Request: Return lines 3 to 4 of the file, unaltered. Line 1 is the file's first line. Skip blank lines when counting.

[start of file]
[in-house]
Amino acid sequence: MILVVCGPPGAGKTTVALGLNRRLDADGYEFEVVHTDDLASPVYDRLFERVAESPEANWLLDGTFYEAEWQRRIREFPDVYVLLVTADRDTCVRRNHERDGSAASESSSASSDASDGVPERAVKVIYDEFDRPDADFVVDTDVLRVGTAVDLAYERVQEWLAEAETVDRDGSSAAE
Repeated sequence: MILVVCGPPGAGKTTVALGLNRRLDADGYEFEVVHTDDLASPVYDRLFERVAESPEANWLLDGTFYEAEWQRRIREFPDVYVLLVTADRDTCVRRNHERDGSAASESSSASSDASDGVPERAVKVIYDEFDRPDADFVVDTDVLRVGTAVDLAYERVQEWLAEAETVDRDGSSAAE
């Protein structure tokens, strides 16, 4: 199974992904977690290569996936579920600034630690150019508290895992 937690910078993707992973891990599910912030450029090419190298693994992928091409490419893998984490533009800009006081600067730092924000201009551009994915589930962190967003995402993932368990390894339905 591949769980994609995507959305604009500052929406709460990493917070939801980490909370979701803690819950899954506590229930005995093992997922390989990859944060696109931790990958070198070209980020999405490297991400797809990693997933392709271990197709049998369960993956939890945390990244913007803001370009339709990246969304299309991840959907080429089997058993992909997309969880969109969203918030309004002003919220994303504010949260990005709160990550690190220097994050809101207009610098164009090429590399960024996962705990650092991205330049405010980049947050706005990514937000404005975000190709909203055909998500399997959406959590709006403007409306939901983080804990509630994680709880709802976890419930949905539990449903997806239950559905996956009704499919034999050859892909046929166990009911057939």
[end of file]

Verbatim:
Repeated sequence: MILVVCGPPGAGKTTVALGLNRRLDADGYEFEVVHTDDLASPVYDRLFERVAESPEANWLLDGTFYEAEWQRRIREFPDVYVLLVTADRDTCVRRNHERDGSAASESSSASSDASDGVPERAVKVIYDEFDRPDADFVVDTDVLRVGTAVDLAYERVQEWLAEAETVDRDGSSAAE
């Protein structure tokens, strides 16, 4: 199974992904977690290569996936579920600034630690150019508290895992 937690910078993707992973891990599910912030450029090419190298693994992928091409490419893998984490533009800009006081600067730092924000201009551009994915589930962190967003995402993932368990390894339905 591949769980994609995507959305604009500052929406709460990493917070939801980490909370979701803690819950899954506590229930005995093992997922390989990859944060696109931790990958070198070209980020999405490297991400797809990693997933392709271990197709049998369960993956939890945390990244913007803001370009339709990246969304299309991840959907080429089997058993992909997309969880969109969203918030309004002003919220994303504010949260990005709160990550690190220097994050809101207009610098164009090429590399960024996962705990650092991205330049405010980049947050706005990514937000404005975000190709909203055909998500399997959406959590709006403007409306939901983080804990509630994680709880709802976890419930949905539990449903997806239950559905996956009704499919034999050859892909046929166990009911057939």